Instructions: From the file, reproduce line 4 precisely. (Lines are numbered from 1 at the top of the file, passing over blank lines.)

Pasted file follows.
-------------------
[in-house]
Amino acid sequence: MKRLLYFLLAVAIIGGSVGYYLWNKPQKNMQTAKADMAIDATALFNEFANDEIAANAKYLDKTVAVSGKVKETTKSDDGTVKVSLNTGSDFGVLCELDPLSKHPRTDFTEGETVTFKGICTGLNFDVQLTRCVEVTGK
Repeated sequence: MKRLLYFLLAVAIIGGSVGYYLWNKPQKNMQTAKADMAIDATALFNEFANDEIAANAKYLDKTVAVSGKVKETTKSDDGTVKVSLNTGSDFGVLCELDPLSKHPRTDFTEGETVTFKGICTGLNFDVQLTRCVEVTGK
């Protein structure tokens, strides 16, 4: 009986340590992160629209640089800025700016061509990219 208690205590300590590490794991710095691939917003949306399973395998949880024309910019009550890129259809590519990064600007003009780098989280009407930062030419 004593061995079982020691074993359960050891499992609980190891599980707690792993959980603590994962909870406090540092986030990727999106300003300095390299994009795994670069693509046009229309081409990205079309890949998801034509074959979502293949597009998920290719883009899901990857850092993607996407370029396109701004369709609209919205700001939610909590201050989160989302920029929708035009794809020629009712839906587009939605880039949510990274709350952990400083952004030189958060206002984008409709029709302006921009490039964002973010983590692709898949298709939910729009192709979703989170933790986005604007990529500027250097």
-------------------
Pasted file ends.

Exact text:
């Protein structure tokens, strides 16, 4: 009986340590992160629209640089800025700016061509990219 208690205590300590590490794991710095691939917003949306399973395998949880024309910019009550890129259809590519990064600007003009780098989280009407930062030419 004593061995079982020691074993359960050891499992609980190891599980707690792993959980603590994962909870406090540092986030990727999106300003300095390299994009795994670069693509046009229309081409990205079309890949998801034509074959979502293949597009998920290719883009899901990857850092993607996407370029396109701004369709609209919205700001939610909590201050989160989302920029929708035009794809020629009712839906587009939605880039949510990274709350952990400083952004030189958060206002984008409709029709302006921009490039964002973010983590692709898949298709939910729009192709979703989170933790986005604007990529500027250097």